“THE MPS WAY is a code of conduct and core philosophy at MPS that will allow all stakeholders to enjoy the highest level of experience possible. We are working hard to ensure employee satisfaction and professionalism through The MPS Way.”
- Jim Monk, CSP, MPS president, Markham, Ontario
The MPS way: Jim Monk, CSP, and his daughter, Jenna, are working to transform its culture and to spread the word that MPS is a destination company for people seeking rewarding careers in snow and ice.
A company culture doesn’t have to be broken to fix it. Culture can look different throughout a company’s evolution, so long as the vision and standards remain solid. MPS President Jim Monk, CSP, realized change was needed as the company’s growth, an inefficient hiring process and a more discriminating talent pool had MPS focused on all work and no play.
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“Our culture wasn’t terrible but as a result of outside pressures and other opportunities, young people can find work easily. We started hiring people out of necessity rather than them being a great fit for our company,” Monk says. He says the problem was compounded by allowing operations managers to hire their own staff; but as the company grew, it stretched them in terms of time they could put into the process.
“We took a step back and said we want to be a destination company - that if you want to work in this industry we want it to be with us. We asked ourselves what that looked like and realized we didn’t have the intangibles in place that could build camaraderie and pride in the workplace,” he says.
Recognizing MPS needed someone full time in the human resources role, Monk didn’t have to look far for the right person. His daughter, Jenna Monk, had just graduated from Queen’s University and had worked with MPS for several years.
“Jenna embodies all of the characteristics we want in our employees - quality of work, ability to interact, hard working and personable. She has a high EQ and gets along with and reads people well. It was a perfect fit,” Jim says.
Having worked in the field for four years, Jenna was able to bring the employees’ viewpoint into the equation.
“I saw our culture from a different perspective. When I came in I knew right away that I wanted our team to know how much we appreciate their work. We also wanted to build social opportunities to develop camaraderie and have that become a point of emphasis,” she says.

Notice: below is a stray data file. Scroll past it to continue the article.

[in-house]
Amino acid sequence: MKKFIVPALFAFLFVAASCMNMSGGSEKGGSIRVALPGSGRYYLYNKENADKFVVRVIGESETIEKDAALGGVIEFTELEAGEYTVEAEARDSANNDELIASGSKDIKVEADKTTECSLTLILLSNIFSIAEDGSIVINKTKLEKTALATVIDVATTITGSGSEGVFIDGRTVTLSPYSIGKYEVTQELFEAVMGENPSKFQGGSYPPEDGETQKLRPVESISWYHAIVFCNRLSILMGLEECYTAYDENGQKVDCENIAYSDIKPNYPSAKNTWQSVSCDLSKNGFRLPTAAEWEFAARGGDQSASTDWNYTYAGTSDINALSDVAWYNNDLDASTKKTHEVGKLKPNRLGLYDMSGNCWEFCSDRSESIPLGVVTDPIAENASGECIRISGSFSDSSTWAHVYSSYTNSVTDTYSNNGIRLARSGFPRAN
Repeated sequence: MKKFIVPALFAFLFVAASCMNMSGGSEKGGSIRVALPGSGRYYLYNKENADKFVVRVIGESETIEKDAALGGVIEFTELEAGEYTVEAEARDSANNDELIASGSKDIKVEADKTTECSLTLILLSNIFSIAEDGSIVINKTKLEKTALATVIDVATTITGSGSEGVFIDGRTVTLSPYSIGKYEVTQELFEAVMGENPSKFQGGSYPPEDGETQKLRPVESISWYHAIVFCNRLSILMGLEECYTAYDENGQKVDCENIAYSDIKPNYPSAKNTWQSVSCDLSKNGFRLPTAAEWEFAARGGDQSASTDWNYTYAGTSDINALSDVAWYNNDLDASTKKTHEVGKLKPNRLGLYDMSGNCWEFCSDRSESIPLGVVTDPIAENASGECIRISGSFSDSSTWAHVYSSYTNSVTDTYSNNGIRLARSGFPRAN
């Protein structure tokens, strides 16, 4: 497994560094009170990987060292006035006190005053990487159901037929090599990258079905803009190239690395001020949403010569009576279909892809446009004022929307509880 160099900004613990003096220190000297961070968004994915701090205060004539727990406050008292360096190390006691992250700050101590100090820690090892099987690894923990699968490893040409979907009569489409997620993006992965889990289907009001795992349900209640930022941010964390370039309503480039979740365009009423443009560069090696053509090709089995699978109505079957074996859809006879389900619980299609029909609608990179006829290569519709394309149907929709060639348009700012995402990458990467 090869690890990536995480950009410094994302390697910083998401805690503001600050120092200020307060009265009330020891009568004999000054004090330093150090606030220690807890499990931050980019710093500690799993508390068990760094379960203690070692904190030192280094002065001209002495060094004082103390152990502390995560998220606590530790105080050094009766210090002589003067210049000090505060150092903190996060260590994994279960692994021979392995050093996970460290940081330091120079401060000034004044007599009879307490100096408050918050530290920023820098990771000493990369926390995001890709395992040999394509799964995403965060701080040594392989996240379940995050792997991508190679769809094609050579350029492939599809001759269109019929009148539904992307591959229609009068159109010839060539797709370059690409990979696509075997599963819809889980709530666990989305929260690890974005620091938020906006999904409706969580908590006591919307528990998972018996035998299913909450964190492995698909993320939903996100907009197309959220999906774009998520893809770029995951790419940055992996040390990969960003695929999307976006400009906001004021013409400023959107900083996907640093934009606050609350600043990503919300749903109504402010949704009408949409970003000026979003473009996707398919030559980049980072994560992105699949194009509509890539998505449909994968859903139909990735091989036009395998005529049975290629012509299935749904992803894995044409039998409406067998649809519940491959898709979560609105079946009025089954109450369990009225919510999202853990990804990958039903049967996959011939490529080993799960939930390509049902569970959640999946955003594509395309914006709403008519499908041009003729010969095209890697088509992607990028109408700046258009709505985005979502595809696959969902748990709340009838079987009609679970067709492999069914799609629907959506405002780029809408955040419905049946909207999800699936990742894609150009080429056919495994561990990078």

Coffee and donuts, a recognition board celebrating birthdays and other successes, and games have brought a new levity to MPS. Jim and Jenna say it’s starting to pay off. She noted that last year they did an Attendance Olympics to try to correct punctuality and attendance issues. Over four weeks, if you were on time every day, you advanced through. In the end, two people were rewarded with $100 each for being on time every day. This year, they couldn’t even do the challenge because attendance is no longer an issue.
“The improvement has been very dramatic. Thinking of where we were a year ago, it’s been great,” Jim says.
Additionally, Jenna worked with Jim to rethink incentives and raises and put in place a wage matrix that looks beyond seniority. It also takes into consideration skills and quality of work.
“We can make it more tangible and more focused on their contribution to the company instead of simply showing up each day,” Jim says.
With an improved work atmosphere and more equitable compensation, Jim and Jenna looked at what else could be done to help strengthen the culture. Jim homed in on adding better equipment that is easier to operate, focused training through the company’s MPS Academy, and the implementation of technology to improve communication and documentation. Jenna is focused on the face to face time with employees and staff at all levels.
“I have made it a point every morning to be here when the staff gets in, to encourage communication, friendly conversation and bonding. We want them to see that we’re serious about building a team, not just a work force,” she says.
Those commitments and many more have been encapsulated in what Jim calls the MPS Way, which focuses on three pillars that guide the company in everything they do: Customer Service, Quality Workmanship and Health & Safety. This philosophy drives not only how people treat each other within the company, but is also the foundation for future hiring.
“It is our expectation that everyone - customers to staff, staff to staff, staff to management and vice versa - will be treated professionally, and with respect and inclusion,” Jim says. “It is hard to articulate but it has become a powerful tool. Those who couldn’t embrace it have left, and those who have stayed appreciate the change. Our culture and quality of work has improved, and we’re a better company for it.”